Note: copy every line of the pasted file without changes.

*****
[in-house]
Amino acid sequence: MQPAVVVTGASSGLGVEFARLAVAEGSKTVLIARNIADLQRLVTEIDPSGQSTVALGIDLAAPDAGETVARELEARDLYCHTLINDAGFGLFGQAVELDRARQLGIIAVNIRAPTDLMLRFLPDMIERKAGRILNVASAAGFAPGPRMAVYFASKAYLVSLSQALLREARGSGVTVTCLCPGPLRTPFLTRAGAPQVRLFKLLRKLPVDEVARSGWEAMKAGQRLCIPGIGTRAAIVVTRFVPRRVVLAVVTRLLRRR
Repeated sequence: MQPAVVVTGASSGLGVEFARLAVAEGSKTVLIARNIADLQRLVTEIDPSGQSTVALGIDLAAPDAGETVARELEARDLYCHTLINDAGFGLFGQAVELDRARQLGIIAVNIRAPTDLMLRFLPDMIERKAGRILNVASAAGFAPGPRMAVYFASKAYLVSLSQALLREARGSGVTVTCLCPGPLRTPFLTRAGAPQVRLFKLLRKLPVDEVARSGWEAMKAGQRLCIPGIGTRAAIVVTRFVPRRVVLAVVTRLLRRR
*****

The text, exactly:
[in-house]
Amino acid sequence: MQPAVVVTGASSGLGVEFARLAVAEGSKTVLIARNIADLQRLVTEIDPSGQSTVALGIDLAAPDAGETVARELEARDLYCHTLINDAGFGLFGQAVELDRARQLGIIAVNIRAPTDLMLRFLPDMIERKAGRILNVASAAGFAPGPRMAVYFASKAYLVSLSQALLREARGSGVTVTCLCPGPLRTPFLTRAGAPQVRLFKLLRKLPVDEVARSGWEAMKAGQRLCIPGIGTRAAIVVTRFVPRRVVLAVVTRLLRRR
Repeated sequence: MQPAVVVTGASSGLGVEFARLAVAEGSKTVLIARNIADLQRLVTEIDPSGQSTVALGIDLAAPDAGETVARELEARDLYCHTLINDAGFGLFGQAVELDRARQLGIIAVNIRAPTDLMLRFLPDMIERKAGRILNVASAAGFAPGPRMAVYFASKAYLVSLSQALLREARGSGVTVTCLCPGPLRTPFLTRAGAPQVRLFKLLRKLPVDEVARSGWEAMKAGQRLCIPGIGTRAAIVVTRFVPRRVVLAVVTRLLRRR